740 Park Avenue is normally thought of as a very desirable building. It is a Rosario Candela-designed Park Ave co-op, after all, which is why the unfortunate PriceChopping history of apartment #4/5C is so mysterious. The 6,700-square-foot duplex caught our eye almost two years ago, when it had already seen its ask go from $35 million to $26 million to $23 million, and that was before it had an additional $3,750,000 hacked off the price tag. This week, the four-year nightmare ended, as the apartment was purchased by Goldman Sachs partner Jonathan Sobel for $19,250,000, 55 percent of what it was listed for in August of 2008 (allegedly something bad happened with the economy around that time, which could have something to do with it?) Sobel was not only able to get an enormous Candela apartment at half-off, he was also fortunate enough to get past the notoriously picky co-op board of which the apartment's former owner, Randolph Speight, used to be president. Legend holds that the board rejected, among others, Barbra Streisand, Joan Crawford, and Barbara Walters. According to real estate author Michael Gross, however, that's not entirely accurate.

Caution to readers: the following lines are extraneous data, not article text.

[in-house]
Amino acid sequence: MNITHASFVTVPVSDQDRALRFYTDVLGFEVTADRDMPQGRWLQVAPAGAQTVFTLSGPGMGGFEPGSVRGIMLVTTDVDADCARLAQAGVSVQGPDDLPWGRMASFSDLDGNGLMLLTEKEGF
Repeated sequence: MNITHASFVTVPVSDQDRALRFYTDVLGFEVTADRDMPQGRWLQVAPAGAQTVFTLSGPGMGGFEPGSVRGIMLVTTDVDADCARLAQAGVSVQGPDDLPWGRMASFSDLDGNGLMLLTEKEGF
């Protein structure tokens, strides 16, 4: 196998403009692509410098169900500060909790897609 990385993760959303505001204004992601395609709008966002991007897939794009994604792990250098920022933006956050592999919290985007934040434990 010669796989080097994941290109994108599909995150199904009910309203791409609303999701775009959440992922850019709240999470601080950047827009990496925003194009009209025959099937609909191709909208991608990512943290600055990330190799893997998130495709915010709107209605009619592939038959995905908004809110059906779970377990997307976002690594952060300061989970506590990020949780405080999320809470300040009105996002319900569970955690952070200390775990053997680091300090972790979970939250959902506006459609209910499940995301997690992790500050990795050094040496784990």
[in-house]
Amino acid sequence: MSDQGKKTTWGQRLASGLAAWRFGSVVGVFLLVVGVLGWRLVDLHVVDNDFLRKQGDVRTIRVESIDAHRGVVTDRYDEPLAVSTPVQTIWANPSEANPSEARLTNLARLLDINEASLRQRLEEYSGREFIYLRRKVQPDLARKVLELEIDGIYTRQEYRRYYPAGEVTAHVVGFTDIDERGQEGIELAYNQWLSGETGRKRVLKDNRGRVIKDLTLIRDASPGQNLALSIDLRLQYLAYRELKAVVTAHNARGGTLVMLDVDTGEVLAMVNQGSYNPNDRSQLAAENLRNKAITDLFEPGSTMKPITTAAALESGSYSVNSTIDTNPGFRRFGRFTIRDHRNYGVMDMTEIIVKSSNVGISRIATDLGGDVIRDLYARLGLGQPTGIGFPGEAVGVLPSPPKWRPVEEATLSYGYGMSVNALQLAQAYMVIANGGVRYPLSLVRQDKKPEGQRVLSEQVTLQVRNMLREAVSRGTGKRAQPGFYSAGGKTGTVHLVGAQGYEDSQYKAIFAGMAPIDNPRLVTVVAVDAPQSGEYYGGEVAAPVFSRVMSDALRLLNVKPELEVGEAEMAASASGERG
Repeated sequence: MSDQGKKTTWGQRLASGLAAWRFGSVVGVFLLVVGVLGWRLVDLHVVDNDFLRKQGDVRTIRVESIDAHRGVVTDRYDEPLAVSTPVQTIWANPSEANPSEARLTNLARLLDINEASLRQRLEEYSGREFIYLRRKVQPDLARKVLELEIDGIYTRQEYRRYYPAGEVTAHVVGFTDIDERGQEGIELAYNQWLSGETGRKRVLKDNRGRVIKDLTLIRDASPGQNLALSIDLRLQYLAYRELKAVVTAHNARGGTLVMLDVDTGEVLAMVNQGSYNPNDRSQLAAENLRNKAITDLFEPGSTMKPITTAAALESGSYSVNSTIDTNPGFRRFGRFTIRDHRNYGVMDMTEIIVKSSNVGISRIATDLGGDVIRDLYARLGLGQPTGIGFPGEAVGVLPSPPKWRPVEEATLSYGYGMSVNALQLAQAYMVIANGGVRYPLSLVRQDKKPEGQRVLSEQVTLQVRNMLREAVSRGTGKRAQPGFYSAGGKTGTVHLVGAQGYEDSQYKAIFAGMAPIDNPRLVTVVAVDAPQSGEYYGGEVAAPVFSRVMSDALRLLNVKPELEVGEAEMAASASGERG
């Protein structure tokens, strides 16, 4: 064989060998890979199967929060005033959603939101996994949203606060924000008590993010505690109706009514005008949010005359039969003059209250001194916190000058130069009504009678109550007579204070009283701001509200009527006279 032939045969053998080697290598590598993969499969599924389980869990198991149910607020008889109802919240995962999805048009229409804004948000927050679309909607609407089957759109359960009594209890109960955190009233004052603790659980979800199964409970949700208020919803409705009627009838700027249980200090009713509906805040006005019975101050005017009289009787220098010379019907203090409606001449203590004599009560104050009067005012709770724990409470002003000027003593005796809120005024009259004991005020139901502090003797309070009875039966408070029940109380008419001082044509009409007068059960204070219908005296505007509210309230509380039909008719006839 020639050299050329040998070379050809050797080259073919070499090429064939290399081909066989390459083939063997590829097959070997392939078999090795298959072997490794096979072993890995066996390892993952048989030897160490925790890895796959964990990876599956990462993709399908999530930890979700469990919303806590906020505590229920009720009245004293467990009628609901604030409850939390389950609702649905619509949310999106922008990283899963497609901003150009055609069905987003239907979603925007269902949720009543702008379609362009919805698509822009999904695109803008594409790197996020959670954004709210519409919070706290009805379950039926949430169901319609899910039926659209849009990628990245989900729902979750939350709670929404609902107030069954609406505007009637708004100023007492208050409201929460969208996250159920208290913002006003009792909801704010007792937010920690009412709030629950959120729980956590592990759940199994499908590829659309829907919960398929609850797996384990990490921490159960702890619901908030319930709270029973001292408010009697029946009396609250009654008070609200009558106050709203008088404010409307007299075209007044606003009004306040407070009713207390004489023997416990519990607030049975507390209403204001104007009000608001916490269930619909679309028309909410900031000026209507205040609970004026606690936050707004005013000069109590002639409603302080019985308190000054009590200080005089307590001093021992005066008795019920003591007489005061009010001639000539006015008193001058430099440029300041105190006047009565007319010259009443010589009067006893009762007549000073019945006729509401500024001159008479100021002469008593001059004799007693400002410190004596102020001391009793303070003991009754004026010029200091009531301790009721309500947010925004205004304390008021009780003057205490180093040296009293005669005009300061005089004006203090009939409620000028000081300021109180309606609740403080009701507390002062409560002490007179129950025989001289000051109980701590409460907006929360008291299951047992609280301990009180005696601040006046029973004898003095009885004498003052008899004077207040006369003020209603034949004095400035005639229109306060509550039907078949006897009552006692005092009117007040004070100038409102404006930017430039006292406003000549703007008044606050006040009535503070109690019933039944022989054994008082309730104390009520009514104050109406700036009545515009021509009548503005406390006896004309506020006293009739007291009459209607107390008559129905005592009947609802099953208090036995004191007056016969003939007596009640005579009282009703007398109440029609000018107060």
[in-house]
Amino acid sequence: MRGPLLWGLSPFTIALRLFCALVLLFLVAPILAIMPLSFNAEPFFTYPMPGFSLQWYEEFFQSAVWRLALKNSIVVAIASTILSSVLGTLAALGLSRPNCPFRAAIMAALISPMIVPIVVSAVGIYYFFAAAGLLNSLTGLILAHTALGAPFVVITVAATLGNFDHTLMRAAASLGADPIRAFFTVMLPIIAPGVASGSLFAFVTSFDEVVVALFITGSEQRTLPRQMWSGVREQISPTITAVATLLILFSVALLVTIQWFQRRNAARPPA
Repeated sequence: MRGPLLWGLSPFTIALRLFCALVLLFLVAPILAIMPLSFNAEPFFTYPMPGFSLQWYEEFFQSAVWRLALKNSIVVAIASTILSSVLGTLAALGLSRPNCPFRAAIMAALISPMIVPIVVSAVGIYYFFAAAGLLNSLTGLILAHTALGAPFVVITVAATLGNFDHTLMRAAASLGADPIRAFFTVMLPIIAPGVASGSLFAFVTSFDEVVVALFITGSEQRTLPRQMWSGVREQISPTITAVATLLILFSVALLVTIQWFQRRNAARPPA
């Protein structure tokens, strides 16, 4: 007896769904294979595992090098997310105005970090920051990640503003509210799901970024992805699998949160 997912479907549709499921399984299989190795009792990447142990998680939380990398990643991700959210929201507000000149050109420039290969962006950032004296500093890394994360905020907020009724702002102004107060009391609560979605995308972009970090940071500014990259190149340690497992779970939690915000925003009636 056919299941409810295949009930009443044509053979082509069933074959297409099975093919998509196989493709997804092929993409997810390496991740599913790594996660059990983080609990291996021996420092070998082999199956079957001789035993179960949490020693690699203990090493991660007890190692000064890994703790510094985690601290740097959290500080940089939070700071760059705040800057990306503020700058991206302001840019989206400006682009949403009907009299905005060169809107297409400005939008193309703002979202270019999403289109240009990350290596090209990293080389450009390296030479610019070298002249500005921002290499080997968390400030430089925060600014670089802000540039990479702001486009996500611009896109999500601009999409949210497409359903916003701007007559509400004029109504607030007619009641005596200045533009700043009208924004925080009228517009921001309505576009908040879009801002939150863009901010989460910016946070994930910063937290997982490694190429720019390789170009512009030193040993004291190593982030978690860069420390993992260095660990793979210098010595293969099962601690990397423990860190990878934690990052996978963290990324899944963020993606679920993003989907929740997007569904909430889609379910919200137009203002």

[Streisand's] experience at 740, in fact, illustrated an important subtlety about well-run (if, yes, picky) luxury cooperatives: Streisand never applied to buy a co-op at 740 and was never turned down. Her broker was discreetly told that an application would be in vain and she simply went elsewhere, an episode that was apparently not very painful, as she's told me she barely recalls it. But the story bears repeating. Why was Steisand ... waved off? Likely because she was a famous entertainer, as by the time she looked into the storied building, it had a number of Jewish residents. For more (including Speight's alleged anti-Semitism), read the full post on Gross' blog.